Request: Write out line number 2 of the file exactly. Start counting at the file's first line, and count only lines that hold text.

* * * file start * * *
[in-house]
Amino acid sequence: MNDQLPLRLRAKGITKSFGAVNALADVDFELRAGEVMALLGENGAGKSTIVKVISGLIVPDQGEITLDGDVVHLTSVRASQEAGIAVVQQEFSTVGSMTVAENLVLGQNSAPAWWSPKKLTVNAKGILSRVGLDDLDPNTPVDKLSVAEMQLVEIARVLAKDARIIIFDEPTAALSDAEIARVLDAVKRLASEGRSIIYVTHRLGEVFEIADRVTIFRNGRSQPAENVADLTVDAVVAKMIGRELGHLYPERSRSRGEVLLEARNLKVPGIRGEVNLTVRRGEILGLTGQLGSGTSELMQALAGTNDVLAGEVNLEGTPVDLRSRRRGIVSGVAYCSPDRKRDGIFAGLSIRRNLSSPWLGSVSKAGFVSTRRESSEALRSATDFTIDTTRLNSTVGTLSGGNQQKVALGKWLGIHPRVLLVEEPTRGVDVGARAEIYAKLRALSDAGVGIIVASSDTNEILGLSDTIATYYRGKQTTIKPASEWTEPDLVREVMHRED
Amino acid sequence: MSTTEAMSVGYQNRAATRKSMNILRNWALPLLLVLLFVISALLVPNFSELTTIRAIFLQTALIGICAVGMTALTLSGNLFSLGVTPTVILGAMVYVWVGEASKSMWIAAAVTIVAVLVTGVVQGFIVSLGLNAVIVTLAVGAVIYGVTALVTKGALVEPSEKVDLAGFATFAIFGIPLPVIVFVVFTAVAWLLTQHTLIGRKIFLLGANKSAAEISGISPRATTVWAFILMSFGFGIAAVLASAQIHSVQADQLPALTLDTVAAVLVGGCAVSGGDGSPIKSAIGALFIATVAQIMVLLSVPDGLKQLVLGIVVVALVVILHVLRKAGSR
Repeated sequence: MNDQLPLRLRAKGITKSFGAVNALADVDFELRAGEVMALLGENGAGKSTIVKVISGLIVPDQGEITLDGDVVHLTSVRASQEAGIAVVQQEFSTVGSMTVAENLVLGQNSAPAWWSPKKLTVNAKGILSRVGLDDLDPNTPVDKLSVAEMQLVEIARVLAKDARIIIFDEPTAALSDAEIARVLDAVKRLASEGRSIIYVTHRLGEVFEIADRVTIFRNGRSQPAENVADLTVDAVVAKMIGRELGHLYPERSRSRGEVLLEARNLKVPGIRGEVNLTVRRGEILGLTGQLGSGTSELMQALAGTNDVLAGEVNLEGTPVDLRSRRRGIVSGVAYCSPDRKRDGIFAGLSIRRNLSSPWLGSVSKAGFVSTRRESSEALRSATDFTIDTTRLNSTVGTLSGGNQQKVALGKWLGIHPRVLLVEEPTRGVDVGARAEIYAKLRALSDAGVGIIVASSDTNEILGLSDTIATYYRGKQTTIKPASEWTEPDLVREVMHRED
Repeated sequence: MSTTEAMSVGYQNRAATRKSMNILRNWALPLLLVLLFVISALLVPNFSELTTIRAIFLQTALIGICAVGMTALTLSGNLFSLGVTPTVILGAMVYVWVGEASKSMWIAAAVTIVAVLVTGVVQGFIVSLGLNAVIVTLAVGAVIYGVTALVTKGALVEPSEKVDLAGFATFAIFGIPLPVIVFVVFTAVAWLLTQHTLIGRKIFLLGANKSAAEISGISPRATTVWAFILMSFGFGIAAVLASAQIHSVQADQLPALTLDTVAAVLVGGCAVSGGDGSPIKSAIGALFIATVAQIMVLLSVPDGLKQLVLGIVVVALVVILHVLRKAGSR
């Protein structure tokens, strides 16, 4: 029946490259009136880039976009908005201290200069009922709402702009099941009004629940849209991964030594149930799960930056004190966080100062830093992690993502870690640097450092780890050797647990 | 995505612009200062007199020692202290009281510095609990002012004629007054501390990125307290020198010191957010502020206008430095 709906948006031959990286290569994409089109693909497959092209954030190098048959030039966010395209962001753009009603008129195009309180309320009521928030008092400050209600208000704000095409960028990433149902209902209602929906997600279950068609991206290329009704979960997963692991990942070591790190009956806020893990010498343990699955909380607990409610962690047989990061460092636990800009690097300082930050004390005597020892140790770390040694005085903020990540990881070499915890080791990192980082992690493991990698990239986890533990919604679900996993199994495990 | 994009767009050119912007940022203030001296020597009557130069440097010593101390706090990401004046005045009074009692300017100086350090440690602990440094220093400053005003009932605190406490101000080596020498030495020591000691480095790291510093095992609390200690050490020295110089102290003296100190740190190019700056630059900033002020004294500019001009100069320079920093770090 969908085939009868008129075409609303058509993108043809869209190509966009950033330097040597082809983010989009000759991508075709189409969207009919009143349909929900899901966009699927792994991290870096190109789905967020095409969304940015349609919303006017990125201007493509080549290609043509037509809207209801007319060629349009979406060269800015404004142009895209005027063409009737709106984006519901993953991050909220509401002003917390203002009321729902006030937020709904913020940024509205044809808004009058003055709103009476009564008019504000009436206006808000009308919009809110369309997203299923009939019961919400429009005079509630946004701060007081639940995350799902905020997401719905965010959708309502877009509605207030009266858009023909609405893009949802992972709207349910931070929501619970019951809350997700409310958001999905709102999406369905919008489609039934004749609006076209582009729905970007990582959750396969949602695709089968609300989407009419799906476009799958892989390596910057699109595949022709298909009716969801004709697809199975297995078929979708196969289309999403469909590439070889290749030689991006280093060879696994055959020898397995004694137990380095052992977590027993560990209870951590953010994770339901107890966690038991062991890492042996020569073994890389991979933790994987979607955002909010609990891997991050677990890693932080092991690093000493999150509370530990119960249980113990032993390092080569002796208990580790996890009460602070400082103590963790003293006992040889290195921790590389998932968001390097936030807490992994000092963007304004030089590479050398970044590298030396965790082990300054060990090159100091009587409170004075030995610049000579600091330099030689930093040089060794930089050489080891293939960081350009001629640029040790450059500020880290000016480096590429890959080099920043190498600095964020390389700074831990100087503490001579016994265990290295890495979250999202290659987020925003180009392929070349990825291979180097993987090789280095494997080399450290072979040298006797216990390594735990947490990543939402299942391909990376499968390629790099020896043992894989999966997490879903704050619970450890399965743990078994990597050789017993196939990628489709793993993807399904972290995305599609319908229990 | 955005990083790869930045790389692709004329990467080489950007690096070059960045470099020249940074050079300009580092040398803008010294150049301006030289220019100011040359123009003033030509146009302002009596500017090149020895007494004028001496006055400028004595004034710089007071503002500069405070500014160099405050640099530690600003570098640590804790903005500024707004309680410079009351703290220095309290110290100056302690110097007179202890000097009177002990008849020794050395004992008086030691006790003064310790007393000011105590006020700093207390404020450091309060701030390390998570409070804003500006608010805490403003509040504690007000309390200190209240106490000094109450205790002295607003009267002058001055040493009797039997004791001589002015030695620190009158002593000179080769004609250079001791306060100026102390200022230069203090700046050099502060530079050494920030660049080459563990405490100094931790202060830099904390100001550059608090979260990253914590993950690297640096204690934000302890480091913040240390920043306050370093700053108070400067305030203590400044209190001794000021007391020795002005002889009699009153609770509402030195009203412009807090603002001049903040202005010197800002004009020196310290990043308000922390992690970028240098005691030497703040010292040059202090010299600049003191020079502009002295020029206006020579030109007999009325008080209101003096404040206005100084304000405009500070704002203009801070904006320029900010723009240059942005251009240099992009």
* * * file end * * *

Amino acid sequence: MNDQLPLRLRAKGITKSFGAVNALADVDFELRAGEVMALLGENGAGKSTIVKVISGLIVPDQGEITLDGDVVHLTSVRASQEAGIAVVQQEFSTVGSMTVAENLVLGQNSAPAWWSPKKLTVNAKGILSRVGLDDLDPNTPVDKLSVAEMQLVEIARVLAKDARIIIFDEPTAALSDAEIARVLDAVKRLASEGRSIIYVTHRLGEVFEIADRVTIFRNGRSQPAENVADLTVDAVVAKMIGRELGHLYPERSRSRGEVLLEARNLKVPGIRGEVNLTVRRGEILGLTGQLGSGTSELMQALAGTNDVLAGEVNLEGTPVDLRSRRRGIVSGVAYCSPDRKRDGIFAGLSIRRNLSSPWLGSVSKAGFVSTRRESSEALRSATDFTIDTTRLNSTVGTLSGGNQQKVALGKWLGIHPRVLLVEEPTRGVDVGARAEIYAKLRALSDAGVGIIVASSDTNEILGLSDTIATYYRGKQTTIKPASEWTEPDLVREVMHRED